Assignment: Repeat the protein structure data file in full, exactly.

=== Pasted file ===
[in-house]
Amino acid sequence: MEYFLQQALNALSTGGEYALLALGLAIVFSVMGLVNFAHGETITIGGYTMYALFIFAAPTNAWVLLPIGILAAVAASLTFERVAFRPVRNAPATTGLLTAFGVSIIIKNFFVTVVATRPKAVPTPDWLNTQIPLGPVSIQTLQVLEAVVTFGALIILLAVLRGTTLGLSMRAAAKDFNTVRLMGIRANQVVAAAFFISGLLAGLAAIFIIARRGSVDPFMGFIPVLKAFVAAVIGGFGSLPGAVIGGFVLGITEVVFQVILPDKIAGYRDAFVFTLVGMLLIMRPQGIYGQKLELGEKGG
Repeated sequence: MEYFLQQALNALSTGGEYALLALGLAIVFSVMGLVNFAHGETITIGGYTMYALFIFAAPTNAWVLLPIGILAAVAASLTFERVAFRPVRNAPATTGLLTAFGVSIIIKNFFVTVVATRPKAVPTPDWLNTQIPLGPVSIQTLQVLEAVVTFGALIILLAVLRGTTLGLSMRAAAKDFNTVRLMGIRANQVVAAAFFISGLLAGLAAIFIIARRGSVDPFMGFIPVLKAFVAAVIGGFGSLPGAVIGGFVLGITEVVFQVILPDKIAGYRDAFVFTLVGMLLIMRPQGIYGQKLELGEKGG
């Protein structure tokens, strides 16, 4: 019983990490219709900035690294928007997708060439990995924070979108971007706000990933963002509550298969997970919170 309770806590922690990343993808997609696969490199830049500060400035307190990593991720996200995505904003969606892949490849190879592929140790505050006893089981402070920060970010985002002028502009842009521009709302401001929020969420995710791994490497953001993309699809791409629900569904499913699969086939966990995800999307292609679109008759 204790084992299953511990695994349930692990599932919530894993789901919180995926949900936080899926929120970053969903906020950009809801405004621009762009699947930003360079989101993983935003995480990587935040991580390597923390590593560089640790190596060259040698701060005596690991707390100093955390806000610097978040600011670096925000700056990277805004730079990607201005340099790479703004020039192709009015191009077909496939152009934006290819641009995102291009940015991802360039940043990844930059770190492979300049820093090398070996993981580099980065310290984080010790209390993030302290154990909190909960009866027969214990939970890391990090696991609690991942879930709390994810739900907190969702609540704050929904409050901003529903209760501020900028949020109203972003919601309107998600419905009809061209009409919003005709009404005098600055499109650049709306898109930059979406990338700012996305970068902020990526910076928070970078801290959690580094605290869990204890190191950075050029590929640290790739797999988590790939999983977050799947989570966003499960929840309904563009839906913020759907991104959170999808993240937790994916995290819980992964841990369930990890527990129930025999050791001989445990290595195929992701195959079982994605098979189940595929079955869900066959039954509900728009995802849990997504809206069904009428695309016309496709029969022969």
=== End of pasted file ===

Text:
[in-house]
Amino acid sequence: MEYFLQQALNALSTGGEYALLALGLAIVFSVMGLVNFAHGETITIGGYTMYALFIFAAPTNAWVLLPIGILAAVAASLTFERVAFRPVRNAPATTGLLTAFGVSIIIKNFFVTVVATRPKAVPTPDWLNTQIPLGPVSIQTLQVLEAVVTFGALIILLAVLRGTTLGLSMRAAAKDFNTVRLMGIRANQVVAAAFFISGLLAGLAAIFIIARRGSVDPFMGFIPVLKAFVAAVIGGFGSLPGAVIGGFVLGITEVVFQVILPDKIAGYRDAFVFTLVGMLLIMRPQGIYGQKLELGEKGG
Repeated sequence: MEYFLQQALNALSTGGEYALLALGLAIVFSVMGLVNFAHGETITIGGYTMYALFIFAAPTNAWVLLPIGILAAVAASLTFERVAFRPVRNAPATTGLLTAFGVSIIIKNFFVTVVATRPKAVPTPDWLNTQIPLGPVSIQTLQVLEAVVTFGALIILLAVLRGTTLGLSMRAAAKDFNTVRLMGIRANQVVAAAFFISGLLAGLAAIFIIARRGSVDPFMGFIPVLKAFVAAVIGGFGSLPGAVIGGFVLGITEVVFQVILPDKIAGYRDAFVFTLVGMLLIMRPQGIYGQKLELGEKGG
């Protein structure tokens, strides 16, 4: 019983990490219709900035690294928007997708060439990995924070979108971007706000990933963002509550298969997970919170 309770806590922690990343993808997609696969490199830049500060400035307190990593991720996200995505904003969606892949490849190879592929140790505050006893089981402070920060970010985002002028502009842009521009709302401001929020969420995710791994490497953001993309699809791409629900569904499913699969086939966990995800999307292609679109008759 204790084992299953511990695994349930692990599932919530894993789901919180995926949900936080899926929120970053969903906020950009809801405004621009762009699947930003360079989101993983935003995480990587935040991580390597923390590593560089640790190596060259040698701060005596690991707390100093955390806000610097978040600011670096925000700056990277805004730079990607201005340099790479703004020039192709009015191009077909496939152009934006290819641009995102291009940015991802360039940043990844930059770190492979300049820093090398070996993981580099980065310290984080010790209390993030302290154990909190909960009866027969214990939970890391990090696991609690991942879930709390994810739900907190969702609540704050929904409050901003529903209760501020900028949020109203972003919601309107998600419905009809061209009409919003005709009404005098600055499109650049709306898109930059979406990338700012996305970068902020990526910076928070970078801290959690580094605290869990204890190191950075050029590929640290790739797999988590790939999983977050799947989570966003499960929840309904563009839906913020759907991104959170999808993240937790994916995290819980992964841990369930990890527990129930025999050791001989445990290595195929992701195959079982994605098979189940595929079955869900066959039954509900728009995802849990997504809206069904009428695309016309496709029969022969």